Dazzle 'Em with Fall Shrubs
Want to add vibrant color to your backyard and do it quick? Then it's time to start thinking small!
By Teri Dunn, Gloucester, Massachusetts
When the maples begin to flame in autumn, those of us who don't have any in our backyard always feel a pang of envy. And yet, adding a tree, maple or otherwise, may not be practical. Your yard may already have enough trees, enough shade or not an inch of extra space for a major addition.
For those longing for a spectacular landscape as cooler weather arrives, there are smaller options. Just think shrubs. A number of easy-to-grow, manageable-size shrubs can bring sensational autumn color to your yard.
Shrubs may be the best way to fire up any fall landscape. They grow on a smaller scale than trees and are admired at eye level. Their size also means it's easier to find spots for them in an existing landscape, and they won't create unwanted shade. As an added bonus, you get to enjoy their spring and summer appearance before they take center stage.
And when they do leap into the autumn spotlight, dazzling us with vivid foliage, glorious berries or even remarkable flowers, it's as though you've suddenly discovered an old friend's hidden talent!
Read on...you'll see it's easy to add autumn sparkle to your fall landscape.
Step One: Savvy Shrub Shopping
It makes sense to choose plants known to have great fall color...ones that harbor vivid pigmentation under their green hues until cooler temperatures unleash their fall potential.
But how do you find them, especially since you're going to buy the plants during the growing season, when they don't show a hint of their autumn hues?
The answer is to do a little homework first. Find out which shrubs have the best autumnal shows...ask at the nursery, check plant tags, consult reference books or catalogs. If the shrub has fall foliage (or fruit or flowers) worth praising, you can be sure it'll be mentioned in one or all of these places.
Another more informal way is to talk to your neighbors, especially the ones who have fall landscapes you've admired. Ask if they can identify their fall beauties by variety, or at least direct you to the nursery where they purchased them. The advantage to this method is that you'll already know it grows well and shows lots of color in your area.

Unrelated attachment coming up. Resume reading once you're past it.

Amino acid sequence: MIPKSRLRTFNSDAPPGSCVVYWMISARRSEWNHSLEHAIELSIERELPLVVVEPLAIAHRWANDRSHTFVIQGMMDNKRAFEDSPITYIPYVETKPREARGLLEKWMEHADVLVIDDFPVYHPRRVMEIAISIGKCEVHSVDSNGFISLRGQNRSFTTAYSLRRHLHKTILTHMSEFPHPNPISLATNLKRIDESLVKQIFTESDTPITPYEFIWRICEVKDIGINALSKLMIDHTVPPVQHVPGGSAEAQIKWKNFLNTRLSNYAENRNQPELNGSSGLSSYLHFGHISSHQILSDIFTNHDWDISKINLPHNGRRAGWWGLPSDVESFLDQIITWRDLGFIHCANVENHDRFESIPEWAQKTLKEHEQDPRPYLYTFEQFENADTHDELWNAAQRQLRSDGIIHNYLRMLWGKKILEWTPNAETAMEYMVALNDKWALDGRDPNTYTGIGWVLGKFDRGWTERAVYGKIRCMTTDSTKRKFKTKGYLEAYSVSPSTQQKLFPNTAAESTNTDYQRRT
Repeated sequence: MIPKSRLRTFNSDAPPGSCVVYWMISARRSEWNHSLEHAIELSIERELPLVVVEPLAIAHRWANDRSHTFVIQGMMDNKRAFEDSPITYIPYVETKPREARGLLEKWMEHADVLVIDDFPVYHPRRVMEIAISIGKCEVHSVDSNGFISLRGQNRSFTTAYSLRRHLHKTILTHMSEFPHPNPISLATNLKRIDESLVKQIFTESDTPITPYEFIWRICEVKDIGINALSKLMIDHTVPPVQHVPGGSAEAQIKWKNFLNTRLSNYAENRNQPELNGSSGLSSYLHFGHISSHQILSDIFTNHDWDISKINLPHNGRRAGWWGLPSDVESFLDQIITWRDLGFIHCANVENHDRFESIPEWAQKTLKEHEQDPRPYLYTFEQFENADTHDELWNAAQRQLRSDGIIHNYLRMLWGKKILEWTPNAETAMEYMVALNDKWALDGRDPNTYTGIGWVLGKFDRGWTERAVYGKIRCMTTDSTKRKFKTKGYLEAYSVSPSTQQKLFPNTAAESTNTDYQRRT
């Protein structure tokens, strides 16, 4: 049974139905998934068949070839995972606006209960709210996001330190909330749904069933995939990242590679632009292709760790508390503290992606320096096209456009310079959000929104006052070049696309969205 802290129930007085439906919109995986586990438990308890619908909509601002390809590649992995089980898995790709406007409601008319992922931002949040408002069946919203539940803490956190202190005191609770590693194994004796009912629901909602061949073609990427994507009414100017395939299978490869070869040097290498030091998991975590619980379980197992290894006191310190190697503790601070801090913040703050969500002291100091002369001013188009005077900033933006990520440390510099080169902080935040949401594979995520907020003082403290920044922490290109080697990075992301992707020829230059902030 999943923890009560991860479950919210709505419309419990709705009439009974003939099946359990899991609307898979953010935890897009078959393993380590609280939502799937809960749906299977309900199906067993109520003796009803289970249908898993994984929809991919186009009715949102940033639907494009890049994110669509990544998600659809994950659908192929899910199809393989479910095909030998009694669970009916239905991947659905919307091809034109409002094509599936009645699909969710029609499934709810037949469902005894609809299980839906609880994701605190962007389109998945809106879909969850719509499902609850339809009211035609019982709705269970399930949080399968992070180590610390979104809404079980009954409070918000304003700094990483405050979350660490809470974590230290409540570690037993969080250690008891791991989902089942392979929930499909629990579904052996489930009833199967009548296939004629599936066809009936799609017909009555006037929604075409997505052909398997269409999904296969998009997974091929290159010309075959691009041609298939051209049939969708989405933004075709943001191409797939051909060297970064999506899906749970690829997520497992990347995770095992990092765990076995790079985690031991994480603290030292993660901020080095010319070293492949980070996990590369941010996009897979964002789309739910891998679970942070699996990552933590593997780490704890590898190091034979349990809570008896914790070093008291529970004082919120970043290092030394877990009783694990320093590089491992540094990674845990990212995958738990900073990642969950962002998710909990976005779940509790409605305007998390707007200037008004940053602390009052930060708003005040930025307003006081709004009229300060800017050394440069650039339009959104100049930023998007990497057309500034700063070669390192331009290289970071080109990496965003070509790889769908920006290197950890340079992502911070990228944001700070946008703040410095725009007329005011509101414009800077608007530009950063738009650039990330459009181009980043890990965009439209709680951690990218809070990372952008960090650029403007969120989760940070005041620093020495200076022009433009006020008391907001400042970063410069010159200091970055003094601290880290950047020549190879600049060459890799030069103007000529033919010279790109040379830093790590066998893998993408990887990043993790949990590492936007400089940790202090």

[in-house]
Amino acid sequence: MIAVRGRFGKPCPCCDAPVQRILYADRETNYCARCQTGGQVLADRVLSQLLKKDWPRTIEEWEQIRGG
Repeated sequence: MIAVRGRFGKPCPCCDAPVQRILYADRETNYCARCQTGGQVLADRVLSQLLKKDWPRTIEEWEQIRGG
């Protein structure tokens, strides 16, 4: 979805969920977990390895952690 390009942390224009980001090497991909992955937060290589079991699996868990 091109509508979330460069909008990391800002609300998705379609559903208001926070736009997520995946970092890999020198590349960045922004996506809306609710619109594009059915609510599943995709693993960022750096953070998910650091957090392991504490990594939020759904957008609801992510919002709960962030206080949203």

Step Two: Finding the Right Spot
The time to think—and dream—about autumn color is in the fall. Walk around your property as the gardening year winds down and take a long hard look. Where are the gaps? Where is lively brilliant color really needed? Where would it be welcome?
The best time to assess these questions is after summer-blooming perennials and annuals have had their glory days. That way, you're not distracted by their beautiful shows.
Now that you see where you need color, the logical question for those with established landscapes is how to make room or where to put them. Here are a few suggestions:
Replace shrubs you don't like.
It sounds harsh, but if they're overgrown, or no longer excite you, it just may be time to make way for something new.
Plant shrubs in new areas.
Look to the back of a flower border, for example. Maybe you want to install a hedge as a boundary line, or you may want to cover up your home's foundation or the lower part of a deck.
Steal some lawn.
Every keen gardener has probably already done this once or twice. Making your lawn smaller by digging up some turf even reduces the regular upkeep!
Look to the sun, or at least partial shade.
Full shade, often created from trees directly above, stunts the growth of many shrubs, decreases fall color and also creates a problem of competing root systems. Most often, long-established trees win.
Avoid elevated or exposed sites.
This leaves them vulnerable. Full-on bright sun can dry or bleach out leaf and flower color, especially in the South. Most shrubs do well in more moderate light conditions. Give them a break from the blazing heat of midday, whether it's the shadow of your home or garage, or the dappled shade of nearby trees.
Gone with the wind.
Exposing plants to wind stresses them out, too, causing them to wilt and struggle. Plus, wind strips off foliage that you want to stay on the plant as long as possible.
Don't forget to size it up.
Before breaking ground, consider a shrub's eventual size. Make sure it has the space it needs to grow.
Step Three: Smart Planting
Planting a shrub is really very easy, and the vivid color you long for will be up and running quickly. If you plant at summer's end, you'll get a show that very fall. If you plant in springtime, expect to see the results at the end of the growing season.
Here are a few shrub-planting practices that bring out the best in shrubs:
Strength in numbers.
When brilliant shrubs are planted in groups, either in a small gathering or as a long hedge, they join together to make a much bolder statement.
Some shrubs look really spectacular in the fall when sited in the middle of a lawn or set off from similar-size plants. This is worth considering if your shrub of choice forms a handsome profile. The lowering autumn sun can sometimes cause some dramatic "backlighting" effects for shrubs of finer texture, especially in the evening hours.
The dark green of conifer trees, or even an arborvitae or laurel hedge, makes a beautiful dark wall behind colorful shrubs. Yellow or multihued fall displays look better than dark reds when planted against evergreens.
Keep 'Em Looking Good!
To get maximum impact from your fall-show shrubs, take good care of them. If they are thirsty, not getting enough sun, or growing in thin or poor soil, they simply won't be able to perform. Color always looks best and lasts longer on healthy well-hydrated plants.
So there you go—the simple tricks to getting fall color quick. Go ahead...dream big and think small. Shrubs will make your autumn landscape come alive with color, and I guarantee you won't have to wait years to see the dazzling results.